Audit Report District Inspector General for Audit Pacific Hawaii District Report: 98-SF-212-1002 Issued: March 31, 1998 TO: Janet Browder, Director, Multifamily Housing Division, California State Office, 9AHM FROM: Glenn S. Warner, District Inspector General for Audit, 9AGA SUBJECT: Redwood Villa Multifamily Mortgagor Operations Mountain View, California We reviewed financial activities of Redwood Villa (project 121-38042-PM), a multifamily project whose mortgage loan is insured by the U.S. Department of Housing and Urban Development under Section 231 of the National Housing Act. We selected the project for audit based on a survey which indicated that the project owners may have spent project funds for non-project purposes. The audit confirmed that the owners improperly spent over one million dollars for non-project uses even though the project was not in a surplus cash position as required by the regulatory agreement. Also in violation of HUD requirements, financial activities of the owner and another (non-HUD) project were commingled in the accounting records of the project. We have provided a copy of this report to the project owners. Within 60 days please furnish us, for each recommendation in this report, a status report on: (1) the corrective action taken; (2) the proposed corrective action and the date to be completed; or (3) why action is considered unnecessary. Also, please furnish us copies of any correspondence or directives issued because of the audit. 98-SF-212-1002 Should you have any questions, please call me or David McCargar, Assistant District Inspector General for Audit, at (415) 436-8101. ii 98-SF-212-1002 Executive Summary We reviewed financial activities of the multifamily project known as Redwood Villa (project number 121-38042-PM) located in Mountain View, California. We selected the project for audit based on a survey which indicated that the project owners may have spent project funds for non-project purposes. The audit confirmed that the owners improperly spent over one million dollars for non-project uses even though the project was not in a surplus cash position as required by the regulatory agreement. Also in violation of HUD requirements, financial activities of the owner and another (non-HUD) project were commingled in the accounting records of the project. The owner spent project funds for non-project Owner spent over $1 million in uses in violation of the regulatory agreement violation of its regulatory with HUD. Although the individual agreement with HUD stockholders repaid the project from time to time for certain personal expenses, there remained improper payments totaling $1,103,279 as of December 31, 1996. These payments consisted of personal expenses of two stockholders, excessive compensation paid to two stockholders and a stockholder's spouse for managing the project, expenses of an affiliate company, repayment of a stockholder's advances, payments on a stockholder's personal loan, and salary advances to a stockholder. None of these expenditures were proper since they were not for reasonable operating expenses and necessary repairs and the project was not in a surplus cash position, a prerequisite for any distributions to the owner. The improper use of project funds could cause future problems such as limiting funds available for project maintenance and other needs. As a result, HUD's insurance risk would also increase. The improper disbursements occurred because the owner disre- garded the regulatory agreement. Also in violation of HUD requirements, financial Project financial activities activities of the owner and another (non-HUD) were commingled with project were commingled in the accounting records non-project activities of the project. This condition occurred because the stockholders considered the project and all activities as one family business. As a result, it has become difficult for HUD to monitor compliance with the conditions of the regulatory agreement, and misuse of project funds was facilitated and less likely to be detected. Auditee Comments iii 98-SF-212-1002 We provided a copy of the draft audit report to the auditee for comment on January 14, 1998. The auditee, in its February 10, 1998 response, agreed with the draft recommendations and stated that it would repay the project’s surplus cash deficiency no later than June 30, 1999. Applicable auditee comments are included at the end of each finding. The complete written response is included as Appendix 2 to this report. Recommendations We are recommending that HUD require the owners to repay the project for the improper disbursements up to the current amount of surplus cash deficiency (the deficiency at December 31, 1996 was $330,644). We are making additional recommendations to address the others issues discussed in the report. iv 98-SF-212-1002 Table of Contents Management Memorandum ..................................................................i Executive Summary.............................................................................ii Table of Contents ...............................................................................iv Introduction.........................................................................................1 Findings and Recommendations 1. Owners spent Over $1 Million in Violation of the Regulatory Agreement................................................3 2. Project funds and Accounting Records Were Co- Mingled With Other Non-Project Activities........................11 Management Controls .......................................................................13 Appendices 1. Schedule of Unnecessary and Unreasonable Costs .............14 2. Auditee Comments .............................................................15 3. Distribution ........................................................................17 Abbreviations: CAHSA California Association of Homes for the Aging HUD Department of Housing and Urban Development IPA Independent Public Accountant OIG Office of Inspector General v 98-SF-212-1002 Introduction Background The objective of HUD's mortgage insurance programs for multifamily housing is to assist in the construction, rehabilitation or preservation of rental or cooperative housing. In consideration for the mortgage insurance, the owner agrees to various controls over the housing's operations. These requirements are contained or referenced in a contract known as a regulatory agreement. Some requirements include limits on use of project assets, proper project upkeep, and maintenance of accounting records. In 1974 HUD's Federal Housing Administration insured a $1.8 million mortgage loan for the project, known as Redwood Villa (project), under Section 231 of the National Housing Act. The project is an unsubsidized 81-unit multifamily housing development consisting of connected buildings in Mountain View, California. The project is owned by Redwood Villa, Inc. (owner), a corporation created under the laws of the State of California and is a closed corporation which is wholly-owned by the Cappelletti family. The owner self-manages the project. The project is 22 years old and has been affected by age. Cement patios have cracks in them, guard rails need repainting, and the adobe rock foundation is unstable. However, HUD's August 1992 physical inspection concluded that the project's overall physical condition was excellent, while the May 22, 1996 mortgagee inspection rated the physical condition as satisfactory. The owner has an adjacent property consisting of a 99-bed convalescent home which was obtained by the owner through a merger with Julia Sanitarium, Inc., which was also wholly-owned by the Cappelletti family. Since March 1, 1979 the convalescent home has been leased and operated by Beverly Enterprises. Objective and Methodology The purpose of our review was to determine whether there was any improper use of project assets. The primary methodologies for conducting the audit included: · Analysis of audited financial statements of the project, discussions with the public accountant performing the audits, and review of the accountant's working papers prepared during those audits. · Interviews of multifamily asset management staff at the HUD California State office and review of documents there that concerned the project. 1 98-SF-212-1002 · Interviews of the owner's principal stockholders, Florio Cappelletti and John Cappelletti and the staff of the IPA. · Consideration of the project's internal control structure and assessment of risk exposure to determine review procedures. · Examination of accounting records and supporting documentation for selected financial activities and transactions. · Visits to the project to observe its condition and operation, and to review project records. The review generally covered the period January 1, 1991 through December 31, 1996. Efforts to review activities subsequent to December 1996 were hindered due to the commingling of project records with other activities as discussed in Finding No. 2. We conducted the review in accordance with generally accepted government auditing standards. OTHER MATTERS UNDER SCRUTINY BY HUD HUD staff have identified other violations during their review and monitoring of the project, including: Failure to fund tenant security deposits in a separate trust account Unapproved rent and meal charges Lack of HUD approval for loans Inadequate fidelity bond Failure to file Project/Owner's/Borrower's Certification for Elderly Housing Projects Failure of independent auditor to report improper distributions and other deficiencies We did not review these areas during our audit, and are not making any recommendations, since HUD is working with the owners to resolve those issues. 2 98-SF-212-1002 Findings Finding 1 Owner Spent Over $1 Million in Violation of the Regulatory Agreement The owner spent project funds for non-project uses in violation of the regulatory agreement with HUD. Although the individual stockholders repaid the project from time to time for certain personal expenses, there remained improper payments totaling $1,103,279 as of December 31, 1996. These payments consisted of personal expenses of two stockholders, excessive compensation paid to two stockholders and a stockholder's spouse for managing the project, expenses of an affiliate company, repayment of a stockholder's advances, payments on a stockholder's personal loan, and salary advances to a stockholder. None of these expenditures were proper since they were not for reasonable operating expenses and necessary repairs and the project was not in a surplus cash position, a prerequisite for any distributions to the owner. The improper use of project funds could cause future problems such as limiting funds available for project maintenance and other needs. As a result, HUD's insurance risk would also increase. The improper disbursements occurred because the owner disregarded the regulatory agreement. In consideration for the insurance endorsement Limits on Use of Project Funds of the project's mortgage loan, the owner agreed to be bound by a regulatory agreement with HUD. The agreement states that the owner will not, without HUD approval: (1) pay out any project funds for other than the insured loan and for reasonable operating expenses and necessary repairs, except from surplus cash; and (2) receive any distributions of project assets unless from surplus cash. A distribution is defined as the withdrawal of any project assets for all but necessary and reasonable expenses to operate and maintain the project. HUD publications help define reasonable operating expenses and necessary repairs, principally in handbook 4381.5 REV-2, The Management Agent Handbook (and its predecessor 4381.5 REV-1) and handbook 4370.2 REV-1, Financial Operations and Accounting Procedures for Insured Multifamily Projects. 3 98-SF-212-1002 The project has experienced significant "surplus cash" deficiencies for several years, and the period covered by our audit was no exception as shown below. As a result, any distributions of project funds were prohibited during this time. As of Deficiency Dec. 31 1991 $103,899 1992 $192,254 1993 $ 80,360 1994 $ 90,239 1995 $219,268 1996 $330,644 We identified improper payments totaling $1,103,279 as of December 31, 1996 consisting of: $413,460 - The balance of a receivable account maintained by the project for ongoing use by the stockholders for personal purposes. 28,023 - Repayment of personal loan. 462,375 - Excessive compensation paid to the stockholders for managing the project. 120,159 - Expenses of an affiliate company (which the owners subsequently wrote off as uncollectible). 64,640 - Repayment of a stockholder's advances to the project. 10,622 - Interest expense for a stockholder's use of the project's credit line. 4,000 - Salary advances. The improper disbursements are discussed in detail below. A. ACCOUNTS RECEIVABLE FOR PERSONAL EXPENSES OF STOCKHOLDER 4 98-SF-212-1002 Since the inception of its operations, the project had a history of spending (advancing) project funds for the stockholders' personal expenses. The project maintained a record of these advances in a general ledger account entitled "Accounts Receivable - Stockholders". Although the stockholders reimbursed the project for some of these personal expenses from time to time, either by payroll deduction or deposit of funds, there was a balance in the account of $460,556 at December 31, 1996 which was owed to the project. Our analysis showed that $413,460 of the balance represented cash disbursements by the project for the stockholders' personal or other non-project purposes. The remaining $47,096 in the Accounts Receivable - Stockholders" account was not really a cash disbursement, but was a record of a charge to a stockholder for a personal loan which was assumed by the project. This is discussed separately below under "Repayment of Stockholder's Personal Loan". By their own admission, the balance in the "Accounts Receivable - Stockholders" account represented personal/non-project costs. We reviewed account transactions for the six-year period ended December 31, 1996 and confirmed that those transactions were not project-related. Instead, expenditures were made for cash advances to stockholders, repayment of personal loans, personal automobile expenses, etc. These disbursements were improper since they were not for reasonable operating expenses or necessary repairs and the project did not have surplus cash. B. REPAYMENT OF STOCKHOLDER'S PERSONAL LOAN. The owner improperly used project funds to make payments on a stockholder's personal loan. Such non-project expenditures are prohibited by the regulatory agreement unless made from surplus cash. We identified $92,742 of personal loan payments that were recorded in the "Accounts Receivable - Stockholders" account discussed (and questioned) above. We identified additional payments from project funds of $28,023 as explained below. As discussed above, $47,096 in the "Accounts Receivable - Stockholders" account was not a cash disbursement, but was recorded in this account as a charge to one of the stockholders for a personal loan which was later assumed by the project. The project assumed the balance of the loan because the stockholder wished to sell his residence which was encumbered by his personal loan. By having the project assume the balance of the loan, the stockholder was then free to sell the residence. No funds changed hands when the project assumed the loan. On December 31, 1995 the project recorded this loan assumption on its books by crediting "Notes Payable" for the loan balance of $48,012 as of February 2, 1996 and debiting "Accounts Receivable - Stockholders" for $47,096, and "Interest Expense" for $916. 5 98-SF-212-1002 From calendar year 1993 and through 1996, the owner used project funds to pay $92,742 of the monthly loan payments and charged these payments to the stockholder's account (Accounts Receivable - Stockholders). After the project assumed the note, additional payments of $28,023 were made as follows: Recorded in Acct. No. 23600 - Note Payable $22,917 Recorded in Acct. No. 68009 - Interest Expense 5,106 Total $ 28,023 As explained above, the project recorded the $47,096 note balance in the stockholders accounts receivable. As of December 31, 1996, the project had paid $22,917 of the balance and the remaining balance of $24,179 ($47,096 less $22,917) has not yet been paid by the project, and is still reflected as owed by the stockholder. We are not recommending that the stockholder pay this balance because the project did not pay for this yet. However, the project should not make any more payments on the loan because prior HUD approval had not been obtained for this liability which had encumbered the project assets. C. EXCESSIVE COMPENSATION. The project paid three employees, who were stockholders or related to a stockholder, excessive compensation totaling at least $462,375 over the six calendar years from 1991 to 1996. The Resident Manager explained that these employees deserve their compensation because of the unique management style and expertise that they bring into the project. However, the owner had no basis to show how the compensation was determined to be reasonable. In our opinion, the underlying cause for the excessive compensation was the employees' ability to set their own compensation by virtue of their being the project owners (stockholders). The owner had 43 employees working for the project, most of whose compensation appeared reasonable when compared to industry data as explained below. This was not the case, however, for three employees who were stockholders or related to one. The owner had no written job descriptions describing the duties and responsibilities of the three employees and, had no specific information, analysis, or documentation to show or support the reasonableness of the amount of salaries paid to the project officers. In order to evaluate the reasonableness of the compensation, we requested that they write up the job descriptions which we compared with comparable positions in the elderly health care and housing industry. We obtained comparable positions and salary data from the annual wage and benefit survey reports prepared by the California Association of Homes for the Aging (CAHSA). Based on the list of duties, we considered one of three employees to be comparable to the position of Administra- 6 98-SF-212-1002 tor/Resident Manager (of an independent living facility) and the other two employees to be comparable to an Assistant Administrator. Our analysis of the excess compensation for the three employees for the six years follows. Employee Employee Employee Description No. 1 No. 2 No. 3 Totals A. Compensation Paid $ 558,935 $ 460,368 $ 526,519 $ 1,545,822 B. Comparable 317,394 200,456 200,456 718,306 Compensation per Survey C. Excess Compensation $ 241,541 $ 259,912 326,063 827,516 (A less B) D. Portion of 132,027 108,744 124,370 365,141 Salary Paid from Non-Project Funds1 E. Excess Compensation $ 109,514 $ 151,168 $ 201,693 $ 462,375 Paid from Project Funds (C less D) The $462,375 excessive compensation we calculated is a conservative figure since we compared the project compensation with the compensation level in the survey data for the top ten percent in each position in the CAHSA survey. The compensation would be more excessive if compared with the average annual salary (for the comparable position), instead of that for the top ten percent. This comparison would have resulted in excessive compensation for the three employees of $642,447, instead of $462,375. In our opinion, the underlying cause for the excessive salaries was the employees' ability to set their own salaries by virtue of being the project stockholders. Payment of the excessive salaries does not constitute a reasonable operating expenses and, in effect, represents distributions to owners, which were not permitted since the project was not in a surplus cash position. 1. The project owners used funds from Julia Sanitarium to pay part of Redwood's salary costs. 7 98-SF-212-1002 D. EXPENSES OF AFFILIATE COMPANY The project loaned funds to an affiliate company called Racquet World sometime prior to December 31, 1986, and the loan balance at that date was $109,446. The affiliate became insolvent and the project wrote off the balance of this debt that year. In addition, the project paid $10,713 in unpaid bills in 1987 and wrote that amount off that same year. The $120,159 in project payments on behalf of the affiliate were not for reasonable operating expenses or necessary repairs, and therefore constituted improper distribution of project funds since the project was not in a surplus cash position. E. REPAYMENT OF A NOTE PAYABLE TO A STOCKHOLDER. The project repaid $64,640 of a loan from a stockholder while the project was not in a surplus cash position. Repayments were made monthly between November 1991 and December 1995. The stockholder loaned $244,796 to the project for repairs. The loan to the project is evidenced by an Adjustable Rate Note dated September 13, 1991 and is secured by the project property. The loan was not approved by HUD and the encumbrance of the project property without HUD approval is in violation of the regulatory agreement. Nonetheless, the project benefited from the loan. However, project funds to make repairs may have been available and the loan may not have been needed if the owners had not used project funds for non-project purposes as discussed above. F. INTEREST EXPENSE AND LOAN FEES ON LINE OF CREDIT. On September 28, 1994 the project contracted with a local bank for a $65,000 unsecured line of credit. Although the project received the entire $65,000 from the line of credit, it paid $25,000 or 38% to a stockholder for his personal use. During 1995 and 1996, the project paid $10,622 in interest and loan fees. In our opinion, $4,048 of the loan costs were allocable to the stockholder and should be considered as not related to the project. In addition, the remaining payments of $6,574 are also an ineligible project cost because no HUD approval was obtained for the loan (line of credit). These payments contributed to the project's weakened financial condition. G. UNPAID PAYROLL ADVANCES. The project paid $4,000 for short-term payroll advances to a stockholder during the month of August 1995. These advances were not repaid because they were overlooked when the transactions were buried in the officer salaries account. 8 98-SF-212-1002 Violations of the Regulatory Agreement Occurred Because the Owners Disregarded HUD Requirements The ownership is a closed corporation whose stock is wholly owned by family members and the family members closely and actively managed the project. The owners believed that they did not have to comply with HUD's distribution restriction because distributions had no financial impact on their ability to pay project obligations. However, the owners contradicted themselves when they told us that they could not fund the project's security deposit obligation (over $32,000) because it would affect their ability to pay for daily project obligations. In any event, HUD provided the mortgage insurance based on the owners' promise to abide by the regulatory agreement and their personal rationale for not keeping that agreement is not relevant. Also, the stockholders believed that there was no need to separate the activities of the project because everything belonged to them, including the project assets. As regards the excessive salaries, they felt that they were entitled to higher salaries because of their day to day involvement in the operation of the business and the expertise that they brought with them in the management of the project. STOCKHOLDER ADVANCES The above misuses of project assets occurred during the life of the project through 1996; however, the stockholders also advanced substantial funds ($229,411) to the project. These advances are represented by the balances of a commingled account with an affiliated company (Julia Sanitarium $30,036) and a note payable to a stockholder ($199,375). Nevertheless, these advances did not alleviate the surplus cash deficiencies and other financial deficiencies of the project. Auditee Comments The auditee agreed with the finding and stated that it would repay the unnecessary and unreasonable costs to the project no later than June 30, 1999. The auditee also agreed to seek guidance from HUD as to what salaries may be reasonably charged to the project Recommendations 9 98-SF-212-1002 We recommend HUD: A. Require the owners to repay the unnecessary and unreasonable costs to the project up to the current amount of surplus cash deficiency (the deficiency at December 31, 1996 was $330,644. The amount should be updated to at least December 31, 1997). Any remaining ineligible costs should be considered distributions of surplus cash. We recommend you coordinate with Office of Counsel in making the repayment demand to the auditee; B. Determine what is reasonable compensation for the employees and provide guidance to the owners on what salaries may be reasonably charged to the project. Any additional compensation should be paid either from non- project funds or surplus cash; and C. Ensure that the owners fully understand and comply with HUD restrictions on use of project funds. 10 98-SF-212-1002 Finding 2 Project Funds and Accounting Records Were Commingled With Other Non-project Activities In violation of HUD requirements, financial activities of the owner and another (non-HUD) project were commingled in the accounting records of the project. This condition occurred because the stockholders considered the project and all activities as one family business. As a result, it has become difficult for HUD to monitor compliance with the conditions of the regulatory agreement, and misuse of project funds was facilitated and less likely to be detected. Paragraph 2-3.A. of the Financial Operations and Accounting Procedures Handbook 4370.2 REV-1, CHI-1 (12/95) provides that, "Both the Regulatory Agreement and the certificate executed by the mortgagor, at the time the mortgage is insured, contain provisions that accounts of mortgaged property operations be kept in accordance with the requirements of the Secretary and in such form as to permit a speedy and effective audit.", and paragraph 2-12.A.1. provides that, "All cash receipts... must be deposited in the name of the project in a bank or banks whose deposits are federally insured." Finally, Paragraph 3-3.A. provides that, "Financial reports shall be based on data obtained from separate books and records established for and relating solely to the project. Particular care must be taken in cases where an individual person owns and operates additional projects. In other words, each projects's books must be separate and distinct." During our review of the project records, we noted that separate books and records were not established for the project as required by the regulatory agreement. Instead, the accounting records and the audited financial statements combined the activities of the owner, a project that is not related to HUD in any way, and a project with a mortgage endorsed by HUD. For example, Bank accounts are all under the name of the corporate owner instead of in the name of the project as required in Paragraph 9.(g) of the regulatory agreement. Also, the rental receipts of another non-HUD project were commingled with the project receipts. Funds collected as security deposits were not kept separate and apart from all other funds of the project or the owner in a trust account as required by Paragraph 6.(g) of the regulatory agreement. Motor vehicles were acquired in the name of specific stockholders instead of the project, yet the resulting obligations are paid for with project funds. Also, the vehicles were recorded as assets of the project. 11 98-SF-212-1002 A stockholder's personal loan was taken under the name of the project (credit line), and another stockholder had his balance (which provided no benefit to the project) assumed by the project under a new note. The new note was secured by a Security Agreement on the inventory and equipment of the project. Both obligations are recorded and reported as obligations of the project. The above violations of the regulatory agreement occurred generally because of a disregard of HUD requirements. The managing stockholders believed that there was no need for separation between their (owner) activities and that of the project's because they considered the whole operation as one family business. Because the funds and records were commingled, the financial information that HUD needed to determine compliance with the conditions of the regulatory agreement was not available and misuse of project funds was facilitated and less likely to be detected. As a result, HUD's monitoring efforts had been uninformed and ineffective. In addition, our audit was difficult and required an extensive review of transactions to identify some project transactions. Auditee Comments The auditee agreed to establish separate bank accounts in the name of the project. Also, at the time of our review, it was planning to establish separate project accounting records. Recommendations We recommend HUD ensure that the owner: A. Maintains separate accounting records for the project and submit separate statements on the project's financial condition and operating results; and B. Establishes bank accounts that are in the name of the project. 12 98-SF-212-1002 Management Controls In planning and performing our audit, we considered internal control systems used at Redwood Villa to determine our auditing procedures and not to provide assurance on internal control. Internal control is the process effected by an entity's board of commissioners, management, and other personnel, designed to provide reasonable assurance regarding the achievement of objectives in the following categories: • Effectiveness and efficiency of operations, • Reliability of financial reporting, and • Compliance with applicable laws and regulations. In each of these three categories of objectives, organizations will establish their own specific control objectives and control procedures aimed at achieving these broad objectives. If organizations are to meet these control objectives, five components of internal control - control environment, risk assessment, control activities, information and communication, and monitoring must be present. That is, the control objectives in each category are inextricably linked with the five supporting components. We determined the following internal control categories were relevant to our audit objectives: • Accounting books and records • Use of project funds We evaluated the two relevant control categories identified above by determining the risk exposure and assessing control design and implementation. A significant weakness exists if internal control does not give reasonable assurance that all three control objectives are met. Based on our review, we believe the following were significant weaknesses: • The owners did not develop or implement policies and procedures that were adequate to ensure that project funds were properly used in accordance with the regulatory agreement with HUD (Finding 1). • Financial reports were not be based on data obtained from separate books and records established for and relating solely to the project. Financial transactions of non-project entities were commingled with the project (Finding 2). 13 98-SF-212-1002 Appendices Appendix 1 Schedule of Unnecessary and Unreasonable Costs Finding Description Amount 1 The balance of a receivable account maintained by the project for ongoing use by the stockholders for $413,460 personal purposes 1 Repayment of a personal loan 28,023 1 Excessive compensation paid to the stockholders for managing the project 462,375 1 Expenses of an affiliate company (which the owners subsequently wrote off as uncollectible) 120,159 Repayment of a stockholder's advances to the 1 project 64,640 Interest expense for a stockholder's use of the 1 project's credit line 10,622 Salary advances. 4,000 1 Total $1,103,279 Unnecessary/unreasonable amounts represent project assets that were not used for necessary or reasonable project operations, thus violating the regulatory agreement with HUD. 14 98-SF-212-1002 Appendix 2 Page 1 of 2 Auditee Comments 15 98-SF-212-1002 Appendix 2 Page 2 of 2 Auditee Comments AUDIT NOTE: Recommendation A and B both appear on page 10 of the final report. Recommendation A actually refers to Recommendation B on page 12 16 98-SF-212-1002 Appendix 3 Distribution Director, Multifamily Housing Division, California State Office, HUD Chief, Multifamily Asset Management Branch, California State Office, HUD Director, Office of Housing, California State Office, HUD Assistant General Counsel, California State Office, HUD Secretary's Representative, HUD Director, Accounting Division, California State Office, HUD Director, Administrative Service Center, Colorado State Office, HUD Office of Comptroller (audit liaison officer), Texas State Office, HUD Deputy Secretary, HUD Assistant Secretary for Housing, HUD Chief of Staff, HUD Assistant Secretary for Congressional and Intergovernmental Relations, HUD Deputy Assistant Secretary for Public Affairs, HUD Counselor to the Secretary, HUD Senior Advisor to the Secretary for Communications and Policy, HUD Assistant to the Secretary for Labor Relations, HUD General Counsel, HUD Deputy General Counsel for Operations, HUD Housing-FHA Comptroller (audit liaison officer), HUD Director, Participation and Compliance Division, HUD Director, Housing Finance Analysis Division, HUD Assistant to the Deputy Secretary for Field Management, HUD Chief Financial Officer, HUD Deputy Chief Financial Officer for Finance, HUD Acquisitions Librarian, HUD Director, Housing and Comm. Dev. Issue Area, U.S. General Accounting Office Redwood Villa, Inc. George W. Piane, CPA Senator John Glenn, Committee on Government Affairs, U.S. Senate Senator Fred Thompson, Committee on Government Affairs, U.S. Senate Representative Dan Burton, Committee on Government Reform and Oversight, U.S. House of Representative Representative Pete Sessions, Committee on Government Reform and Oversight, U.S. House of Representative Ms. Cindy Sprunger, Subcommittee on General Oversight and Investigations, U.S. House of Representative 17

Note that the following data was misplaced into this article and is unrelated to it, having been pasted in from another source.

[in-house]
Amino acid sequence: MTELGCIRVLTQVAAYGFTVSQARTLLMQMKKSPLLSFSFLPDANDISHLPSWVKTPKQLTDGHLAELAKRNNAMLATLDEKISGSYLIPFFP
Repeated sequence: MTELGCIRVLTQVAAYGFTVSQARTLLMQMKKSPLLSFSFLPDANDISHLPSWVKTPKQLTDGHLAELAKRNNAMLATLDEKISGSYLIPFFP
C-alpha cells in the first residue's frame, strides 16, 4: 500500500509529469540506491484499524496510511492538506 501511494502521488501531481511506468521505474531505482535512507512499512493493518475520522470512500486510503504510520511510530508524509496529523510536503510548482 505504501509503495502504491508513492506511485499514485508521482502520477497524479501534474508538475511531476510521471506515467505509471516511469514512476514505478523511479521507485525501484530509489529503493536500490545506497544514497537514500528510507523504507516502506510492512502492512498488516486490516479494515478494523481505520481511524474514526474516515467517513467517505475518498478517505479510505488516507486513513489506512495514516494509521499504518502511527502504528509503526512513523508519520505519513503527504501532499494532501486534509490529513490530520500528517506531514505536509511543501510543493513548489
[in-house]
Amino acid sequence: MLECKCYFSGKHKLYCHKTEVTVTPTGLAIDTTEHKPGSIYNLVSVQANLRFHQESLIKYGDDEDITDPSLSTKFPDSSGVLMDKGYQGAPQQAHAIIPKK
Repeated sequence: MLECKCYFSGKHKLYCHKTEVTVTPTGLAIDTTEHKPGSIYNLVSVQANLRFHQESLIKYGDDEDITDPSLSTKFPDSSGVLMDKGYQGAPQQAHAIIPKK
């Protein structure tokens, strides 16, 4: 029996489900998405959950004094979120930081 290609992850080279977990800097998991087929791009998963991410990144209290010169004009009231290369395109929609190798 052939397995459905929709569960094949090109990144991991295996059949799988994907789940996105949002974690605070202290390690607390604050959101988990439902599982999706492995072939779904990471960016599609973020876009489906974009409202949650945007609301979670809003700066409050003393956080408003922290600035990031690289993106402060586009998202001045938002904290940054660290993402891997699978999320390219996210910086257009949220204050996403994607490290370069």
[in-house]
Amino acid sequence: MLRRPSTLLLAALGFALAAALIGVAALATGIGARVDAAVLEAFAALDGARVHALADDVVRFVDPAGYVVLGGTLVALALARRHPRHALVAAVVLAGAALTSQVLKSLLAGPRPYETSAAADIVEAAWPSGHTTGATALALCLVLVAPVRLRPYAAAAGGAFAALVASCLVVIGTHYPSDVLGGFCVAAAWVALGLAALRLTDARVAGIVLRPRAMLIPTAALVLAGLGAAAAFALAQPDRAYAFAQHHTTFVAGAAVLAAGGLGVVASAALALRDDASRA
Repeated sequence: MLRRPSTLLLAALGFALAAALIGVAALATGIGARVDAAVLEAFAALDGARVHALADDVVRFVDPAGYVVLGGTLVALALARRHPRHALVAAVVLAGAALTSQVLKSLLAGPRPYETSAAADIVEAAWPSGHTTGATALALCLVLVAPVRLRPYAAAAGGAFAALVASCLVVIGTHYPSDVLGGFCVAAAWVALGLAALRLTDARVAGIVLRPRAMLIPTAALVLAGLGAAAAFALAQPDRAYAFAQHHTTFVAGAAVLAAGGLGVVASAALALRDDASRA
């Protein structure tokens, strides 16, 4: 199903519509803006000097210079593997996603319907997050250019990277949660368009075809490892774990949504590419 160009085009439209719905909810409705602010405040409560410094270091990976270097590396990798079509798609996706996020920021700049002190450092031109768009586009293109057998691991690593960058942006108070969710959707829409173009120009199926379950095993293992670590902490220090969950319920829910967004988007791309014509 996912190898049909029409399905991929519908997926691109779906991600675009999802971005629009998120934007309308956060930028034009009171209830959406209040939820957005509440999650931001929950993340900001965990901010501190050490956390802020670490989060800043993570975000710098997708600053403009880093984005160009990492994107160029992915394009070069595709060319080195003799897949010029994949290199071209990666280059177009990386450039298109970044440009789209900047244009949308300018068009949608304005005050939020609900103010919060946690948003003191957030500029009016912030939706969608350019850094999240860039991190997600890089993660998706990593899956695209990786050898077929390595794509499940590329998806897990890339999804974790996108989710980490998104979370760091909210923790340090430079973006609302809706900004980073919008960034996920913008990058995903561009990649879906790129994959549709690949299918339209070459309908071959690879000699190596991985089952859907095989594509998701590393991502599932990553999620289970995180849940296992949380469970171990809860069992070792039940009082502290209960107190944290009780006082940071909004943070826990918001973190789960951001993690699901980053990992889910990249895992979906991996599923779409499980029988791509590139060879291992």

Redwood Villa, Mountain View, CA
Published by the Department of Housing and Urban Development, Office of Inspector General on 1998-03-31.
Below is a raw (and likely hideous) rendition of the original report. (PDF)